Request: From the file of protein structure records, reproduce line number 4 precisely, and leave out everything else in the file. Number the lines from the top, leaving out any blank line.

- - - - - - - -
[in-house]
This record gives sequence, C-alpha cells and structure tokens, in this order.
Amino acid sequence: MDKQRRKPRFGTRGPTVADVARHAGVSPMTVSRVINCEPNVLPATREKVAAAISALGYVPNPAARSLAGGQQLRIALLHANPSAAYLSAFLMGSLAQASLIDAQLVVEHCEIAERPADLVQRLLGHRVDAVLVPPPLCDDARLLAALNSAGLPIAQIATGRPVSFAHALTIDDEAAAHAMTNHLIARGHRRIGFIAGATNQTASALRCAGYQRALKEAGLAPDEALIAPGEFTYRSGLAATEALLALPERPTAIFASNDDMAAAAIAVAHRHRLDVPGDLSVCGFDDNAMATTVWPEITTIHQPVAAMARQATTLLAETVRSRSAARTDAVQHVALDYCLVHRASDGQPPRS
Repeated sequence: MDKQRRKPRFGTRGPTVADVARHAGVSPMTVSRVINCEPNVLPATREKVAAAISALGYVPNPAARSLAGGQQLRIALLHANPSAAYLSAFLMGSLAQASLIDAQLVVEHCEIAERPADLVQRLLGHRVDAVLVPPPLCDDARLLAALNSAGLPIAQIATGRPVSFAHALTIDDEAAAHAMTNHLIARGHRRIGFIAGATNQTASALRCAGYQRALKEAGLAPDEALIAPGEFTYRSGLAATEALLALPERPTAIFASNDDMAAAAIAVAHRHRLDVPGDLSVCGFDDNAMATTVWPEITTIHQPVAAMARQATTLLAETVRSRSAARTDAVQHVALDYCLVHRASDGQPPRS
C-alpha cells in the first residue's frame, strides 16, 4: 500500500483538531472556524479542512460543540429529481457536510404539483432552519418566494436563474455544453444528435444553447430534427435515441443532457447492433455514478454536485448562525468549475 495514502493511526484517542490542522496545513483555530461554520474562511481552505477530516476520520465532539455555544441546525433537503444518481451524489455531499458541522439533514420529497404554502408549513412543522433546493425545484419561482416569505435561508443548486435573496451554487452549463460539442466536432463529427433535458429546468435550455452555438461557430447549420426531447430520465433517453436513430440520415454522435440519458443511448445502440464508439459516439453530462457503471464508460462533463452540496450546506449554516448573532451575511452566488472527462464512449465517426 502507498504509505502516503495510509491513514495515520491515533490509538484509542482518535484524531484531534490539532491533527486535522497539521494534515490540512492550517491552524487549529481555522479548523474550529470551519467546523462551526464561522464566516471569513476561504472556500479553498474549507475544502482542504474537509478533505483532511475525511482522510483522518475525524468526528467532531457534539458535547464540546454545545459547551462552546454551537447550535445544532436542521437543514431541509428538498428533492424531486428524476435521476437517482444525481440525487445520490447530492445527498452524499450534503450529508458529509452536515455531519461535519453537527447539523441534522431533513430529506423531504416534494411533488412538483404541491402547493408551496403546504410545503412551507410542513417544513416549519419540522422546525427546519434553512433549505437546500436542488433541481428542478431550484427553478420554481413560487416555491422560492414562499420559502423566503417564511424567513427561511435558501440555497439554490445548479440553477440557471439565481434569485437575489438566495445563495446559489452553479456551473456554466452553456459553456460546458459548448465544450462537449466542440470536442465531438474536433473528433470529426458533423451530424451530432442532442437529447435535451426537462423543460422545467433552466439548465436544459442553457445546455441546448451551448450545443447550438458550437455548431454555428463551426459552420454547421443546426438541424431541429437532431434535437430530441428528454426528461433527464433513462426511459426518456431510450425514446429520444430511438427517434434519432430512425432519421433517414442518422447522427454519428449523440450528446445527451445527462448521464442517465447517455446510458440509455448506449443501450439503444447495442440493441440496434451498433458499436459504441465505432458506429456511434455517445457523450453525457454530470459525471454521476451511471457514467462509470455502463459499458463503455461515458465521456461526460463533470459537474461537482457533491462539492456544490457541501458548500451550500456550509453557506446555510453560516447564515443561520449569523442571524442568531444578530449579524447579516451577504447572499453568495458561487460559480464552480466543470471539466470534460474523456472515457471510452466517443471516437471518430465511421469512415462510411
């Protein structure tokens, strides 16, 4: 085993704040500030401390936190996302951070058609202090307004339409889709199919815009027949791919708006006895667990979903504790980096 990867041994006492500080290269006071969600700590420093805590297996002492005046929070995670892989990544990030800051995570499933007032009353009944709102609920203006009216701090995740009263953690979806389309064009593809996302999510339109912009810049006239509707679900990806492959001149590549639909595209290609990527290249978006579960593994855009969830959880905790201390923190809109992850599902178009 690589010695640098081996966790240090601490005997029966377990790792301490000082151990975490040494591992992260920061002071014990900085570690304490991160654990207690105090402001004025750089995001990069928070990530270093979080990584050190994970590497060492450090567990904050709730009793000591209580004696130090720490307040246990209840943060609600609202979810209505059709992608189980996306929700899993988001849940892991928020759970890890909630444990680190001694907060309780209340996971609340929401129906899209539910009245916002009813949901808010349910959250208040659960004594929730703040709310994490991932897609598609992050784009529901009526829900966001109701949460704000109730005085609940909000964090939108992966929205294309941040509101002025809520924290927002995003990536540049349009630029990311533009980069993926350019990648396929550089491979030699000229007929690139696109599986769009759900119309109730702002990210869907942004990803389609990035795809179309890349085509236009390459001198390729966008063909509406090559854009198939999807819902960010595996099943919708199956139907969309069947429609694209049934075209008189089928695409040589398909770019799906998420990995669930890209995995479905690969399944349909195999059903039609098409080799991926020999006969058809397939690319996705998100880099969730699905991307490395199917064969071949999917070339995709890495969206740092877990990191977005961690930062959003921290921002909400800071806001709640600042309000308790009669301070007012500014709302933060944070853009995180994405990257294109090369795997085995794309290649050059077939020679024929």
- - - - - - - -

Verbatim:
Repeated sequence: MDKQRRKPRFGTRGPTVADVARHAGVSPMTVSRVINCEPNVLPATREKVAAAISALGYVPNPAARSLAGGQQLRIALLHANPSAAYLSAFLMGSLAQASLIDAQLVVEHCEIAERPADLVQRLLGHRVDAVLVPPPLCDDARLLAALNSAGLPIAQIATGRPVSFAHALTIDDEAAAHAMTNHLIARGHRRIGFIAGATNQTASALRCAGYQRALKEAGLAPDEALIAPGEFTYRSGLAATEALLALPERPTAIFASNDDMAAAAIAVAHRHRLDVPGDLSVCGFDDNAMATTVWPEITTIHQPVAAMARQATTLLAETVRSRSAARTDAVQHVALDYCLVHRASDGQPPRS